The Australian contract for difference and exchange-traded fund markets continued in its expansion this year as more and more investors are searching for much greater or at least more predictable returns that can be created by traditional equities.
Investors have been seemingly ensnared to these two very distinct products since they can see another means in lowering their cost while achieving similar returns in the case of ETFs, whereas with CFDs, they can feel that they can manufacture wealth through market volatility in stocks, commodities and currencies.
The growth in the ETF market has seen the number of ETF investors doubling since December of 2011.
While the growth in the CFD traders have been much slower at just 2 %, the Australian figures are in bleak contrast to many overseas countries where there were erratic falls in the number of participant in Singapore, Britain and France.
While such commodities are very different products, both can still fit within some investors portfolios and about 6,500 have placed their stake in both products.
Analysts from Recep Ill Peker compiled an investor statistics on the local ETF market for the Australian Financial Review which yielded 51 on the average household income OF 1.2-times the average Australian investor.
As compared with the average Australian investor, they have 1.3-times the amount of investable assets which are normally considered to be assets not including the family home.
Approximately 45 % have a self-managed super fund and the SMSF sector has been the main driver as well as the trustees which are responsible for receiving advice from financial planners or stockbrokers.
The SMSF trustees are being lured to what can be a low-fee environment in the ETFs which are comparable a simple transaction of products. The inclination from SMSF sector is for them to invest in an ETF and them they can closely watch how that performs overtime. If they are pleased with the results, they are free to drip feed more money.
There isn’t really too many day traders that are opting to be involved in ETFs. They are but not as big in part.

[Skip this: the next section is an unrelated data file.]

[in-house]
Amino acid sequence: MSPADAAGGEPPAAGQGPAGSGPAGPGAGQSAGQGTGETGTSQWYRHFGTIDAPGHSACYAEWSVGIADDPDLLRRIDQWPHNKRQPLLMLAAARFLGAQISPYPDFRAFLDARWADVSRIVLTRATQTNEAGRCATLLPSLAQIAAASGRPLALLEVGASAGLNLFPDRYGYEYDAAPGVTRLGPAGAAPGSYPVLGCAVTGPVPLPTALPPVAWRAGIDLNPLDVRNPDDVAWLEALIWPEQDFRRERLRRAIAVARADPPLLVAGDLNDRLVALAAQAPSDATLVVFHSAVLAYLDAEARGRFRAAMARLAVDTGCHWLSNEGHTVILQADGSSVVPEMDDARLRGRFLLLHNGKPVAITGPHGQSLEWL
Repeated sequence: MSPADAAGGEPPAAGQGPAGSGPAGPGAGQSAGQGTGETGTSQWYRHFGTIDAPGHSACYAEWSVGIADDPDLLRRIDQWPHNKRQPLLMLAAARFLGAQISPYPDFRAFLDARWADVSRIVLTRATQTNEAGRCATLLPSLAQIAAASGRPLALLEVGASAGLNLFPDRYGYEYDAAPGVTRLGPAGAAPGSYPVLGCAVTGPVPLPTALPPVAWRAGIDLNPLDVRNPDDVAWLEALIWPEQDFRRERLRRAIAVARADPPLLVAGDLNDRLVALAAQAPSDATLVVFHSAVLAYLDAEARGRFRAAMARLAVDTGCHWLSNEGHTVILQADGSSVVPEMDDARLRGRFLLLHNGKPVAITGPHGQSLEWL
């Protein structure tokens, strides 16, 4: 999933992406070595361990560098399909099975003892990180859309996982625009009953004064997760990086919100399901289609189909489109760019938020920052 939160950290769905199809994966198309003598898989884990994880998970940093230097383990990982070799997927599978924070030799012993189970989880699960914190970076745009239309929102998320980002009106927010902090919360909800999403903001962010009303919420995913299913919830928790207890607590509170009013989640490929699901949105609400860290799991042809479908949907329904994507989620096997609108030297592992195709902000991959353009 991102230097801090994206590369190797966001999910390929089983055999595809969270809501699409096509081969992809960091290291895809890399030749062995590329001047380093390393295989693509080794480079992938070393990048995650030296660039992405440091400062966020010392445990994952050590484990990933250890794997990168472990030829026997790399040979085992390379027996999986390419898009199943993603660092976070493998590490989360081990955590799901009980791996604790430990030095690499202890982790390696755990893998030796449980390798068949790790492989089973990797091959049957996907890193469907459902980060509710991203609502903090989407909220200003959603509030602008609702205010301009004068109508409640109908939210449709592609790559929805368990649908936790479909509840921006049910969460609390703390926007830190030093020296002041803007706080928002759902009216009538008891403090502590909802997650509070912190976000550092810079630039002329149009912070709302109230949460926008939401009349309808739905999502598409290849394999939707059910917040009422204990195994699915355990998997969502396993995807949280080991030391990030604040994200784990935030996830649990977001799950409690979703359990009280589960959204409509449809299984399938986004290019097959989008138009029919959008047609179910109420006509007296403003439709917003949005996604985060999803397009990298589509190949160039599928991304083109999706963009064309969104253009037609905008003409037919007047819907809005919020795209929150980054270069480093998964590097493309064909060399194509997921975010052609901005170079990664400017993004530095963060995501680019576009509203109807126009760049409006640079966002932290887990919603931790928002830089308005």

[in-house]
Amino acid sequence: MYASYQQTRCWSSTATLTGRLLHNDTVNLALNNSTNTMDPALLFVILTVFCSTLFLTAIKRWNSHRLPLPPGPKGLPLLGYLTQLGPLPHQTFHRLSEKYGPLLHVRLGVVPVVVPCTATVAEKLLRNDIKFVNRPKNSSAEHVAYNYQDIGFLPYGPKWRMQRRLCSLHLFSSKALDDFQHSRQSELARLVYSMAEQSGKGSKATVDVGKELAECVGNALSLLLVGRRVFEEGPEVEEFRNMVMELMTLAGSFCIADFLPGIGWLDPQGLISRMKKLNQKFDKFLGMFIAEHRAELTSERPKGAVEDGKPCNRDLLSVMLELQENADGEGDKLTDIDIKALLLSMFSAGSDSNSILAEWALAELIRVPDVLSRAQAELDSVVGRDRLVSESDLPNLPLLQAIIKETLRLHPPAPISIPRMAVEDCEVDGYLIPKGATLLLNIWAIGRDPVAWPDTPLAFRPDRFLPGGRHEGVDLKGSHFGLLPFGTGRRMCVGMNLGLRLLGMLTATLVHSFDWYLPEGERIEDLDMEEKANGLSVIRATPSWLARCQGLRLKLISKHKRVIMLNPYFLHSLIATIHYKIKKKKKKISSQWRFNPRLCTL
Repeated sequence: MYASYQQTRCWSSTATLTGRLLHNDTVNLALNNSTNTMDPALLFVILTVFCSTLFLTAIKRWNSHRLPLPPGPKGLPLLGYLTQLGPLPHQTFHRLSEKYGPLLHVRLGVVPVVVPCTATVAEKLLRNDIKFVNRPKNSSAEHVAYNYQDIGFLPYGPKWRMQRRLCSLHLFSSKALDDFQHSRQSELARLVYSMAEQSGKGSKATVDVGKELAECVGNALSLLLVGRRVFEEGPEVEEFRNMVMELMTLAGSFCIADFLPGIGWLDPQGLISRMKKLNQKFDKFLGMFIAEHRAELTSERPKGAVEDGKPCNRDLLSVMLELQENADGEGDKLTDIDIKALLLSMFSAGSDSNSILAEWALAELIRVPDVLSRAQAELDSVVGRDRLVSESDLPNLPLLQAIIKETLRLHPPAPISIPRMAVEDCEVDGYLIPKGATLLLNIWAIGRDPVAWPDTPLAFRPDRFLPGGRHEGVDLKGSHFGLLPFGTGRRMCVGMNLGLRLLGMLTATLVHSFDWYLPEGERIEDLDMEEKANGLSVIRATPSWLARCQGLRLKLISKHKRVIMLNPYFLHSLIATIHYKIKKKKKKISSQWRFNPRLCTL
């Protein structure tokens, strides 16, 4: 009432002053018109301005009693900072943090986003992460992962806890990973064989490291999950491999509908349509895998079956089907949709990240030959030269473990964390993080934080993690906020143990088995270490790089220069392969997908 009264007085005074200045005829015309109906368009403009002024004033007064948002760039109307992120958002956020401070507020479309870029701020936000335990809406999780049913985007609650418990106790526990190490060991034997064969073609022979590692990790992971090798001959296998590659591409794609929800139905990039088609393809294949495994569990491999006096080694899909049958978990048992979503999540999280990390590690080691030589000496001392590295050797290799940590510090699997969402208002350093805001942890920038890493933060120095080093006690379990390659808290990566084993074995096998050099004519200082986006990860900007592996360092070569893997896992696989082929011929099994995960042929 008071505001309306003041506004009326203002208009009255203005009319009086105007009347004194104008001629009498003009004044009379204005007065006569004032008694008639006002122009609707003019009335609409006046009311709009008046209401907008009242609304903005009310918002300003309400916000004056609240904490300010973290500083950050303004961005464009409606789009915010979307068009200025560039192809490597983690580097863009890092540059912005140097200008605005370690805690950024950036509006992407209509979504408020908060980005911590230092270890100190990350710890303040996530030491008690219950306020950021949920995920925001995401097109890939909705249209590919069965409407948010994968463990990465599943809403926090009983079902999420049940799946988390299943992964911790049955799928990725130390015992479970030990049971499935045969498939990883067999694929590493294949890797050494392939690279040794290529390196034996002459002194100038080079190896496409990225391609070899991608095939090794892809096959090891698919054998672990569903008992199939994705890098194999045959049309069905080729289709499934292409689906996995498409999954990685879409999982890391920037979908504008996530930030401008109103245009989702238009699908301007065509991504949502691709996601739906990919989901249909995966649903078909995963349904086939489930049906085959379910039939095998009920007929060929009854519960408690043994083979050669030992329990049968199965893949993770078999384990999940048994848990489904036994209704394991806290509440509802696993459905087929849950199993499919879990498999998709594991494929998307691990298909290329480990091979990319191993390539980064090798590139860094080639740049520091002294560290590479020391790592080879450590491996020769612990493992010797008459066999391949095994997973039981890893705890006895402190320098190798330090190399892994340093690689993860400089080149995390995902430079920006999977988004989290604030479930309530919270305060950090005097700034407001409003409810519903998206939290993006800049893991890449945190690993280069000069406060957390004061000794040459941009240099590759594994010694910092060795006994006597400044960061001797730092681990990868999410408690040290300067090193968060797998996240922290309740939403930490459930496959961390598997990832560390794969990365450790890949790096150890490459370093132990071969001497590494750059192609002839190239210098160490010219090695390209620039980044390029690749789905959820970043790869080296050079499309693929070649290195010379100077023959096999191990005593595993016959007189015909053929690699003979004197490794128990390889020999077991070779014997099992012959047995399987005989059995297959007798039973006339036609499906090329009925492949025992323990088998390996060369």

Institutional investors and the aligned financial planning market are expected to become more involved in ETFs in the next few years.
Classic CFD traders
The average CFD trader in Australia is a somewhat younger than those investing in ETFs. They number 45 and have a household income in line with the typical share investor. They are approximately 12 % less affluent than the average investor when it comes to investable assets about 48 % of CFD traders have an SMSF.
Australian CFD traders choose foreign exchange and local as well as international indices to trade. Those compromise an estimate 69 % of transactions.
However, FX trades are becoming less popular overseas in a sense that Singapore and the U.K. shares are becoming the preferred trade while in France and Germany indices predominate.
As with the ETF investors, there is a substantial level of involvement from many advisers. An estimates 48 % of CFD traders conferred with an adviser in the past 12 months to June this year and the number was much higher for ETF participants.
Trading on a mobile platform is really an appeal to many CFD traders, especially frequent traders who make more than 30 trades in a month in which a third of them use tablets and smart phones in monitoring their trades.
CFD traders usually have some exposure to the markets before they start to trade their respective products.
It is difficult to come to a conclusion because the CFD traders compose of a divers class of people but they usually have some experience with FX or investing then they move onto short-term trading.
CFD traders tend to have a solid foundation in their educational background in which most are male although some of the best and most active participants are surprisingly women.
Traders nowadays are better resourced than ever. Once they have sought assistance in all kinds of areas such as charting, but now so many tools are widely and readily available. Moreover, the CFD trader is much wiser and more knowledgeable than they were a couple of years back.